Of all the prohibited street drugs, heroin arguably carries the most social stigma. People associate heroin with extreme addictive behavior, physical withdrawal, criminal activity, homelessness and other unsavory social consequences.
While addiction can push some people to do terrible things, many people struggling with heroin addiction do so while maintaining the vestiges of a normal life. It is only after a brush with law enforcement that their loved ones ever learn about the double life they’ve led.
The reason that the perception of heroin users doesn’t always align with the reality of who struggles with heroin addiction is that many people who become physically dependent on heroin had no previous experience with drug use. Instead, what they had was a medical issue.
Prescription pain relief starts people on the dangerous path toward heroin
Maybe it was a broken leg after a car crash, or perhaps it was a soft tissue injury due to an athletic training issue. When someone gets hurt badly enough, medical professionals will recommend pain management. That prescription could lead to an addiction.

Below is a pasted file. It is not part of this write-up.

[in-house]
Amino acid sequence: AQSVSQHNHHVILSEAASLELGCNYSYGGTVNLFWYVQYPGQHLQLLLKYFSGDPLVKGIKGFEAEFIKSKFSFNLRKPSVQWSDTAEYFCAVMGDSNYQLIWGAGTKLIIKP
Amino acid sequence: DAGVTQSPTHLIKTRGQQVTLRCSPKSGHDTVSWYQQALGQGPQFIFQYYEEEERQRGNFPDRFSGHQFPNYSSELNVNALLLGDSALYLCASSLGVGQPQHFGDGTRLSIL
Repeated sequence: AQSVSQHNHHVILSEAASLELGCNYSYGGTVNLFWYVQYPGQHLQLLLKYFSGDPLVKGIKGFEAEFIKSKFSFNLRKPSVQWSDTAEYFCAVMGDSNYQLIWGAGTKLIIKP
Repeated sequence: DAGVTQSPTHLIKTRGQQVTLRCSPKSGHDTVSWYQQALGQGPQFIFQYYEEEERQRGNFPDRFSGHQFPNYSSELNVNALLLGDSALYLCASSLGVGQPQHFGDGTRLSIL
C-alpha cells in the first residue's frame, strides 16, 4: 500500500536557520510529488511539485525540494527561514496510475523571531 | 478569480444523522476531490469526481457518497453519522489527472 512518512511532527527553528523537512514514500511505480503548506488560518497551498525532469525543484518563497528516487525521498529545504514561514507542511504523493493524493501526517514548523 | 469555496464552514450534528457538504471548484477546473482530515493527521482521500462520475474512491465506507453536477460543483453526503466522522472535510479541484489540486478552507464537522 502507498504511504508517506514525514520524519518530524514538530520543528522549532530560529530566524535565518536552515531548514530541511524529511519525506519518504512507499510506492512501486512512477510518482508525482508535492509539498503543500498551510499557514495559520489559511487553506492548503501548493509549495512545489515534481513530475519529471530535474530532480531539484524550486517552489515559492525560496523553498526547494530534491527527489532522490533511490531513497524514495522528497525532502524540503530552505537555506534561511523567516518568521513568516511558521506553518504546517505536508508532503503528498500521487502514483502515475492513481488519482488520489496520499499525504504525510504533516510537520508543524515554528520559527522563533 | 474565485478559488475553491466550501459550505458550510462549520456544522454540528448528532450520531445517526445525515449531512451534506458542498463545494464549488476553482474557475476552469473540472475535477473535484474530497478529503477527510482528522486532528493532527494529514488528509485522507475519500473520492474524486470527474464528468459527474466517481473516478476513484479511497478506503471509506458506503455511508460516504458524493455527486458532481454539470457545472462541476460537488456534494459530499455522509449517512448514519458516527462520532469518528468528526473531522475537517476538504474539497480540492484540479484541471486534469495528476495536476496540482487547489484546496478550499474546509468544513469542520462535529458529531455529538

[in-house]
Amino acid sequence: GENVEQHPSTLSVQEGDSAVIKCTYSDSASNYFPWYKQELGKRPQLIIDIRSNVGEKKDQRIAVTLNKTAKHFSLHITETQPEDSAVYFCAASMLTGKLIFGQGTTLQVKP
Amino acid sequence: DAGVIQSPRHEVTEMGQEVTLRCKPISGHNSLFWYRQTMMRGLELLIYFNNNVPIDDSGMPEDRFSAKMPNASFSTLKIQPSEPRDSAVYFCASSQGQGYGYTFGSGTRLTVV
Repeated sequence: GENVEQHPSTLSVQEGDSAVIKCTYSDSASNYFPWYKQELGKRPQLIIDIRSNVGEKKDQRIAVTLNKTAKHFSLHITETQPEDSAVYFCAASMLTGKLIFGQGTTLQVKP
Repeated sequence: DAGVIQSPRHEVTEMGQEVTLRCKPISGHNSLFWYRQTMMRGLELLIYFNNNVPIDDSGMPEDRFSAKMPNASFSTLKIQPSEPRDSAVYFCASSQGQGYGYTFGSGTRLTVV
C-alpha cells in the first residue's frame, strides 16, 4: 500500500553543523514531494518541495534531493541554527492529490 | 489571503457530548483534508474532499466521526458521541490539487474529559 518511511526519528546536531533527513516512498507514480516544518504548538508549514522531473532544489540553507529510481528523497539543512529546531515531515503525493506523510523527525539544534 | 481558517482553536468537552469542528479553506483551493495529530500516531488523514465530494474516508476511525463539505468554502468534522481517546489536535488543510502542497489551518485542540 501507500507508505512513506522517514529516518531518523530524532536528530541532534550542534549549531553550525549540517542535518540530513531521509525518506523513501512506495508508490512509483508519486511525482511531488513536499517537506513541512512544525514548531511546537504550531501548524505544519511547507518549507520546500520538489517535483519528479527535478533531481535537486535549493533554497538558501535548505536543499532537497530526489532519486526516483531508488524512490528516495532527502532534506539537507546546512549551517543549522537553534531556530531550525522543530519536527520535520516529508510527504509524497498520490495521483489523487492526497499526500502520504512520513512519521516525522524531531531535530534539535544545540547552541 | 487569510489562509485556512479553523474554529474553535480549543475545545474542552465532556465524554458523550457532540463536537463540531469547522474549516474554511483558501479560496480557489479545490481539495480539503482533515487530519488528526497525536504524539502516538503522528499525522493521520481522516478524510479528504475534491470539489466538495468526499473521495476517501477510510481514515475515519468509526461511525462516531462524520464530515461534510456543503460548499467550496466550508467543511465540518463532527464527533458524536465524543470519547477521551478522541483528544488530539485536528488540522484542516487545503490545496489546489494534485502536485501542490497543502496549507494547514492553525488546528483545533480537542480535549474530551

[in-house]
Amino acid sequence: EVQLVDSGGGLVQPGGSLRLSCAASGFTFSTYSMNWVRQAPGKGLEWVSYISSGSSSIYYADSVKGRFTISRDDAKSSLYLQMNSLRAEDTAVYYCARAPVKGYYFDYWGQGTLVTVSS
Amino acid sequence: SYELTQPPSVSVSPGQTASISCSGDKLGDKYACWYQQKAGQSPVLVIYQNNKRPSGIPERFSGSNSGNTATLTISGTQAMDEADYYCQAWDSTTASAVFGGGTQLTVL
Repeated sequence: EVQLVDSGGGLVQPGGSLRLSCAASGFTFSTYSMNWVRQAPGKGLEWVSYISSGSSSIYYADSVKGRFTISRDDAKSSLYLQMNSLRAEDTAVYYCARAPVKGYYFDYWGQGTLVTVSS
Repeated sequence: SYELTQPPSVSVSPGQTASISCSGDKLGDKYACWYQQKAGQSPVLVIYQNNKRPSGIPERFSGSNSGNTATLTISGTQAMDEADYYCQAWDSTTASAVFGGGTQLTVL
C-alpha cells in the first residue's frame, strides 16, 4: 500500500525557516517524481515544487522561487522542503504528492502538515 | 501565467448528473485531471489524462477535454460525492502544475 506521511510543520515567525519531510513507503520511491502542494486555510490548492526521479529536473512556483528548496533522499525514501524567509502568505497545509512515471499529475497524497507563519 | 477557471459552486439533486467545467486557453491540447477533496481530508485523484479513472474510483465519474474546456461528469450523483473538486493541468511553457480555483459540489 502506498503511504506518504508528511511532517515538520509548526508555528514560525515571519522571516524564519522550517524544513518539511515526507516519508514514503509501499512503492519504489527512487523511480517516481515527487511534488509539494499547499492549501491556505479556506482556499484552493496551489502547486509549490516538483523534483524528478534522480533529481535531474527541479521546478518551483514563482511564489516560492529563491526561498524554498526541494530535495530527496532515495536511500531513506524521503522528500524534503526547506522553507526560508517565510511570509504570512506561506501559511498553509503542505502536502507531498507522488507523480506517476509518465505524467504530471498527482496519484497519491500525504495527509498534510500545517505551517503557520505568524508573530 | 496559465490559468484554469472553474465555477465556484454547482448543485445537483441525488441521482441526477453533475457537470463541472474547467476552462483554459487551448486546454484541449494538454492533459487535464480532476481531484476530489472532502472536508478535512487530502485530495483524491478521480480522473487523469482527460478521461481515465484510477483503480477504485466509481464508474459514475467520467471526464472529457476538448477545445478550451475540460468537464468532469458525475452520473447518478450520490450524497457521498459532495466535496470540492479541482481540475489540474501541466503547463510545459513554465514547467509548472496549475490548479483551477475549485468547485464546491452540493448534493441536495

While correlation doesn’t imply causation, there’s no denying that there’s a strong connection between the medical use of opioid or opiate painkillers and later heroin abuse. A study looking at 10 years of medical information and drug abuse history found that those who use narcotic painkillers prescribed by a doctor are 19 times more likely to use heroin than the average member of the public.
When their prescription ends but dependence on the medication does not, people may start feeding their addiction through the unregulated market. When pain pills are in short supply, people may find themselves with no choice other than to turn to heroin. Given the option between enduring physical withdrawal and moving on to a harder drug, many people eventually feel they have no option but to try heroin.
Those struggling with medical issues need support, not punishment
The modern criminal justice system likes to send a strong message to those who use prohibited substances by levying mandatory jail sentences and other punishments. Instead of helping someone recover from addiction, prison can reinforce an existing drug dependence by emotionally traumatizing someone on top of their existing physical pain.
Fighting back against charges, avoiding incarceration or a criminal record, or even seeking adjudication in drug court could all be options for those facing heroin-related drug charges.